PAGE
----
Elements of Plot
in Narrative Texts
What elements make up the plot?
What patterns do narrative texts follow?
Plot: The sequence of events in a story--
beginning, middle and end.
Often Represented by the Plot Diagram:
Exposition: Background information at the beginning of the story; the
setting and characters are established.
Conflict: The protagonist meets the antagonist, and their struggle becomes
Rising action: A series of events and complications build on characterization
and conflict, and foreshadowing, suspense, irony, and literary devices get involved.
Climax: The solution to the conflict is decided. This is the turning point--and
often most emotional part--of the story. The event may be either an action or
mental decision that the protagonist makes.
Falling action: The events resulting from the climax.
Resolution: Minor conflicts are wrapped up and there is an indication of
closure or continuance of life for the characters.
The Starting Situation:
Setting and Characters
Who? Characters Introduced:
Protagonist Character trying to solve the main conflict(s)
Antagonist Character creating conflict or an obstacle for
What? Opening/past situation is explained
Where? When? Setting is exposed: location, culture,
era, time, social/economic/political issues
How? Mood is established: feelings/emotions of speaker
Conflict: The problem in the story that
the protagonist faces.
2 categories and 4 kinds of conflict All
stories have one; most have several!
Man vs. Man: The main character is in conflict with another character,
human or not human.
Man vs. Nature: The main character is in conflict with the forces of
nature, which serve as the antagonist.
Man vs. Society: The main character is in conflict with a larger man-made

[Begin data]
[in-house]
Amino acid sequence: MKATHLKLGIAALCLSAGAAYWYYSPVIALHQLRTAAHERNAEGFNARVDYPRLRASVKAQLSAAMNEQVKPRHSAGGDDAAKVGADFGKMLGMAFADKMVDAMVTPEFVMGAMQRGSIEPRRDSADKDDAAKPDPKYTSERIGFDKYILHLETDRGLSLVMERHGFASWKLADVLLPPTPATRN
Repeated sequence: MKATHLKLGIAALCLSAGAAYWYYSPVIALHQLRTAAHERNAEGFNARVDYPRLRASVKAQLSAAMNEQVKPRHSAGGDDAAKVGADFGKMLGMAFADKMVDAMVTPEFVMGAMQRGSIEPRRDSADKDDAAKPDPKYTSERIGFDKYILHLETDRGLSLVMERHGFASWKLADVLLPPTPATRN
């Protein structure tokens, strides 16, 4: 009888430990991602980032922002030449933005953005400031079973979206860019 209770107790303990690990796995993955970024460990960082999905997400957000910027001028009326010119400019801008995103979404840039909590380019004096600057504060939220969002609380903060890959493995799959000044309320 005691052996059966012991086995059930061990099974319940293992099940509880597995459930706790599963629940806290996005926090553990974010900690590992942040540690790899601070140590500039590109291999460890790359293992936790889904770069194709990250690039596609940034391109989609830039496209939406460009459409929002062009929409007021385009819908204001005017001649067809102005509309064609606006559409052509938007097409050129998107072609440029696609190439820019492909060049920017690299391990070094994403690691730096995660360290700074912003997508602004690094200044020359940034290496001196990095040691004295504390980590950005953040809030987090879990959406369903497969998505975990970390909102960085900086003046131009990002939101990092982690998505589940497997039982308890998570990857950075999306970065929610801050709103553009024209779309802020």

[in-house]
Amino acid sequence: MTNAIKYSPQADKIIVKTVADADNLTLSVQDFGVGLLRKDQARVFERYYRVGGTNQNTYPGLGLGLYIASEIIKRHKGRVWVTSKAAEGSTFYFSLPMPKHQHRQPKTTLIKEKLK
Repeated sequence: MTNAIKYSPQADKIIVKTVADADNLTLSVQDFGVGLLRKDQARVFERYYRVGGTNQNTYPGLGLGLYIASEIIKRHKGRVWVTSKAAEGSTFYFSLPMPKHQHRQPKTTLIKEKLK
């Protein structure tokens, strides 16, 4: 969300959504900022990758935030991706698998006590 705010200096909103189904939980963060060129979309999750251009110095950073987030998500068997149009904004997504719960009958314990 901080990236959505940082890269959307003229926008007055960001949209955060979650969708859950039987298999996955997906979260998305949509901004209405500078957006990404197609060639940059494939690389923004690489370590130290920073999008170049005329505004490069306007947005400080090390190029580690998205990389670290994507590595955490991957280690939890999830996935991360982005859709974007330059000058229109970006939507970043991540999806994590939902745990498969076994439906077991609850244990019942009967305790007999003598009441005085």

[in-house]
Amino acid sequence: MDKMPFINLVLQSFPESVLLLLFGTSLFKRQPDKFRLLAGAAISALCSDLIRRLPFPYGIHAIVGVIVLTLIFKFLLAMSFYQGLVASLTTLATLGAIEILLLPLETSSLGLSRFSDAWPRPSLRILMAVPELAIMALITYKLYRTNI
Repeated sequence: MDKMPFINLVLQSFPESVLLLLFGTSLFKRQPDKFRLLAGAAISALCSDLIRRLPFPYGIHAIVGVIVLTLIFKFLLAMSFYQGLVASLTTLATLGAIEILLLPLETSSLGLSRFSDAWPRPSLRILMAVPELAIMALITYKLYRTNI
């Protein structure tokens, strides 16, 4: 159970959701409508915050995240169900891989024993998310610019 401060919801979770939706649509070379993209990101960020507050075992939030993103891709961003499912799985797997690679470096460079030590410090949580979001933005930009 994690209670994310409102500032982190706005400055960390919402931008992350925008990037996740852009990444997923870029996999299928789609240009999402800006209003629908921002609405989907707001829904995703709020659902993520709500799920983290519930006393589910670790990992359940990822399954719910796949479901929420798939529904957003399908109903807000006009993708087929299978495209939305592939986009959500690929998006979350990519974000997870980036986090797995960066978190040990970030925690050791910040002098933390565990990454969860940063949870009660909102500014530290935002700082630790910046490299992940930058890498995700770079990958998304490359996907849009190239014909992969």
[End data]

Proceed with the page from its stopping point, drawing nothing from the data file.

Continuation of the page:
source or group: society, culture, religion, peers, school, etc.
Man vs. Self: The main character experiences some kind of inner conflict
like a making a difficult decision or dealing with a personal problem.
Theme: The author’s message about
life, human nature, etc.
Contains a TOPIC and a MESSAGE about that topic.
1.True love is blind.
2.Prejudice is learned, not naturally
3.Death comes early to those who
waste their lives
Applies to the literature, but is general enough to apply to other
Techniques of Plot
A few techniques that authors often use:
Foreshadowing: hints or clues that suggest what will happen
later in the story.
Suspense: Suspense makes the reader ask, "What will happen
next?" It makes the reader or audience uncertain or tense about
the outcome of events.
Irony: Generally, irony defies the reader’s expectations.
Verbal Irony: sarcasm; saying the opposite of what is literally meant
Situational Irony: the situation is the opposite of what is expected,
likely, or logical; a “twist” in the story
Dramatic Irony: the audience knows something
that the characters do not know